Taliban fighters stand guard along a roadside near the Zanbaq Square in Kabul on 16 August (Wakil Kohsar/AFP via Getty Images)

But “there are mixed reports from the provinces and cities”, such as forced marriages and gender-based violence, and others describe Dr Jekyll and Mr Hyde. “Taliban talk nice during the day and disappear people at night,” as one person reportedly put it. There are stories of house-to-house searches, Taliban looking for government officials and those who worked for the United States, journalists, women activists, international NGO workers, confiscating weapons and making lists.

There are stories being shared of Taliban giving amnesty (pardon), but also beating and killing people. There are accounts of targeted (revenge?) killings, other claims of criminal gangs taking advantage of the void. Still more reports speak of bakeries selling bread (some say because the Taliban told them so), with shops open and people going about their business.

Women especially are terrified of an uncertain future. In Kabul, women’s images on shop fronts were being whitewashed.

The Taliban has not yet made clear what their policies will be, not expecting to have so quickly gained full control of the country. The speed of the take-over was aided by an army no longer sure who they were fighting for or who had their backs, and elders trying to avoid further bloodshed in their communities, seeing surrender as a way to buy time. Thus, the Taliban are likely still figuring out how to govern.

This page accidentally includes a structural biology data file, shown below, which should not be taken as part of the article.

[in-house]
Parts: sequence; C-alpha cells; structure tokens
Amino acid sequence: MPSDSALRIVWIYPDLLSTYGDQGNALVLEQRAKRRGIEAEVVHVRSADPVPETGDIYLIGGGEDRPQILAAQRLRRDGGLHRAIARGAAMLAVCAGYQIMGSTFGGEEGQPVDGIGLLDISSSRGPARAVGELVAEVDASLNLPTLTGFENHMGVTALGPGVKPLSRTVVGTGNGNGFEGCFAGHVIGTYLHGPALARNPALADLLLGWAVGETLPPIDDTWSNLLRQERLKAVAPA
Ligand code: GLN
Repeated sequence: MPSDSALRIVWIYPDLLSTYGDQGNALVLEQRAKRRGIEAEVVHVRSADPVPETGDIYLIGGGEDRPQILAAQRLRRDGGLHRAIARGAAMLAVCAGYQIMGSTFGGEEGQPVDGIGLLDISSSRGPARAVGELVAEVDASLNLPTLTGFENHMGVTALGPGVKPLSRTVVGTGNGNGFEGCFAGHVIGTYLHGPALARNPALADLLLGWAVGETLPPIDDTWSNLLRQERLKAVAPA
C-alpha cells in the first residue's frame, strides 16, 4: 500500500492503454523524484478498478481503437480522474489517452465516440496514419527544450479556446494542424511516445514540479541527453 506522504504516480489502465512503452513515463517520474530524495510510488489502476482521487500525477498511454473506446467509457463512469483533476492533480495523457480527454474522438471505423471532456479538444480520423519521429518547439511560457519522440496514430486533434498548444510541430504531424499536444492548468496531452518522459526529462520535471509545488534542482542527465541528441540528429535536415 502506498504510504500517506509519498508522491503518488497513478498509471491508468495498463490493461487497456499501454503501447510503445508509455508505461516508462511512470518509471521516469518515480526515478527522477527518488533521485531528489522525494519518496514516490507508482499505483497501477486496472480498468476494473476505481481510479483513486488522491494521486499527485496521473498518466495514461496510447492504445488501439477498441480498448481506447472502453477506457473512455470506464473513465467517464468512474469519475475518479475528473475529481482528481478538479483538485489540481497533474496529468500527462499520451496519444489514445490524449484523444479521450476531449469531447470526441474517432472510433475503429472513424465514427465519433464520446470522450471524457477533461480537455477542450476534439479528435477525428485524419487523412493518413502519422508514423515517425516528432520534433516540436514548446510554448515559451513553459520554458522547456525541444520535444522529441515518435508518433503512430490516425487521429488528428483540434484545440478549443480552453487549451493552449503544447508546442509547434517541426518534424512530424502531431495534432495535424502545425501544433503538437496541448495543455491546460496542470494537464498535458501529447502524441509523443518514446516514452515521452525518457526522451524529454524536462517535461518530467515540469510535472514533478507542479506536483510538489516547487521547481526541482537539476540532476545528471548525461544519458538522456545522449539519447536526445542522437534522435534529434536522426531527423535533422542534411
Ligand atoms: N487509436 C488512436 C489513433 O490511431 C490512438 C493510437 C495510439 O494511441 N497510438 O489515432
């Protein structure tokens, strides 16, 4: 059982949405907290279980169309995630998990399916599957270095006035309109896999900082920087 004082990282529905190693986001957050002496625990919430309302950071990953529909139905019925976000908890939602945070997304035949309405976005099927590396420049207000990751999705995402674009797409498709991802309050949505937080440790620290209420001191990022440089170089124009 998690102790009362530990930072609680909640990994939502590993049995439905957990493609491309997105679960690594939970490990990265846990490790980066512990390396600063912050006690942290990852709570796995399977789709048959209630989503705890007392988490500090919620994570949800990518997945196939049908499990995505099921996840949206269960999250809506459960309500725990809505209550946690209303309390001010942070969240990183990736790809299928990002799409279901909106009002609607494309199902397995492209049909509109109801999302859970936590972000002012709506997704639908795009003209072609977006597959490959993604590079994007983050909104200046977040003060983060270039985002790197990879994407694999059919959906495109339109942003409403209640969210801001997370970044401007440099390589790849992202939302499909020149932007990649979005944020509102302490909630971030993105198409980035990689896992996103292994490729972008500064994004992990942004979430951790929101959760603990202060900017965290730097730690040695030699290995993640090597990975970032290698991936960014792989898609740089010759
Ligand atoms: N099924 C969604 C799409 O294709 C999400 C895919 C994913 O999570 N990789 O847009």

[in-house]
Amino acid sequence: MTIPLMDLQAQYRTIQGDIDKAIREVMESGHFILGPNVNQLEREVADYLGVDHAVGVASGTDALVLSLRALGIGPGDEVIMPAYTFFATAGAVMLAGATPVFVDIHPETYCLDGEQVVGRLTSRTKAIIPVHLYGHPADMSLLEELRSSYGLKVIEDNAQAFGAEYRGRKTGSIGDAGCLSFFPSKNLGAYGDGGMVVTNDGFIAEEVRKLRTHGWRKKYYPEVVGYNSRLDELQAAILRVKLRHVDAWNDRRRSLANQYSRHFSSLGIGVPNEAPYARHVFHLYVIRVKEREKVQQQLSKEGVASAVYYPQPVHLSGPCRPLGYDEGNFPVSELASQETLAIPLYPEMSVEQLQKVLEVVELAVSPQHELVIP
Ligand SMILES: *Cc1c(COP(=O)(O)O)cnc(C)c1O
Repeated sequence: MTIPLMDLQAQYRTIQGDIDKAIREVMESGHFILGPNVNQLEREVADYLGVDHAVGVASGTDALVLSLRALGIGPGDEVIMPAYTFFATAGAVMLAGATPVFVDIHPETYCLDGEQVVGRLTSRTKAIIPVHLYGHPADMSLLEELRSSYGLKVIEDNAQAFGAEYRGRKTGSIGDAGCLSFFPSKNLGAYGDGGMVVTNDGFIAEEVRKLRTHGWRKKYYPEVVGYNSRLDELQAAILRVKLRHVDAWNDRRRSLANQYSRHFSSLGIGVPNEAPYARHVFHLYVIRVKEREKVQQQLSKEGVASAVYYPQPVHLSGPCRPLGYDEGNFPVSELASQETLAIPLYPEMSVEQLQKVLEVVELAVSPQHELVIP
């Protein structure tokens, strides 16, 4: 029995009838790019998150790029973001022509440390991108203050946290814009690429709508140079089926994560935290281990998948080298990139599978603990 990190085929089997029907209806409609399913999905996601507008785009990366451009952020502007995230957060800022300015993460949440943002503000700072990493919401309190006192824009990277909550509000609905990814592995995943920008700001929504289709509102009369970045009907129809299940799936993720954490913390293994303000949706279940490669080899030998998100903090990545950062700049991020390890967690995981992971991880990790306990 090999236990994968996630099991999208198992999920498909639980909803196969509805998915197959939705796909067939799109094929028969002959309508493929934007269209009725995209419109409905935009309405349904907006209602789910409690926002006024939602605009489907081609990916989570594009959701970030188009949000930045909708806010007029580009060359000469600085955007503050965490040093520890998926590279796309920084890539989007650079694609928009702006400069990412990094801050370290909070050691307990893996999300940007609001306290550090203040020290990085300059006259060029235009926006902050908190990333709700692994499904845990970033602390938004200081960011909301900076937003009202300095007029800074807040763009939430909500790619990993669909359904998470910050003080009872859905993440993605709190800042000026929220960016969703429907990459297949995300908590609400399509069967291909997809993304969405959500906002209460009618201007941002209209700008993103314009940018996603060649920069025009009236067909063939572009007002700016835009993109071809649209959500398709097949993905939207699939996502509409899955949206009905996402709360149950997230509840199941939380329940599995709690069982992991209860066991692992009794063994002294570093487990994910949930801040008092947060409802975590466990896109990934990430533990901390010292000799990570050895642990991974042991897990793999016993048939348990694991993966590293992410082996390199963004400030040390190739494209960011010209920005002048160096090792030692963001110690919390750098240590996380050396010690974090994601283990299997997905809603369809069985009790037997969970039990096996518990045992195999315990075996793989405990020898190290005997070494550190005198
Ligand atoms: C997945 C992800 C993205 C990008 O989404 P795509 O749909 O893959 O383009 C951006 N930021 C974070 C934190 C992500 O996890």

What to do? With this much uncertainty, international actors have a moral obligation to act, and act fast.

  • To ensure continued evacuation and protection for at-risk civilians.
  • To keep borders open for claims of asylum, following the call by UN Secretary General António Guterres to halt all deportations. French President Macron noted France must “protect itself” but this should not be about protecting borders, it’s about protecting vulnerable people. This means countries, including Australia, should follow Canada to increase their humanitarian uptake of Afghan refugees (as they did as Syria’s civil war unfolded).
  • To stay and deliver aid and urge donor countries to stay engaged. Millions of people are internally displaced and there is still Covid-19 and the drought. There was a humanitarian crisis already looming, thus relief delivery must continue.
  • Isolating the Taliban is only going to make things worse. As the Taliban has not yet made their policies clear, there is a space to engage with them, and ensure that they build a more inclusive government. TOLO news’ Saad Mohseni noted that the Taliban’s desire for international legitimacy should be leveraged. As in Syria, China and Russia are ready to step into the void.
  • A Taliban take-over does not guarantee peace, as communities are fragmented and militarised. There is inter-generational trauma, and the need to deal with the past. So, continued peacebuilding is crucial, especially at the local level.

Heather Barr from Human Rights Watch said it best: “We have to keep saying to donors like the UK ­­– this is a humanitarian crisis you helped create. You own it.”

You may also be interested in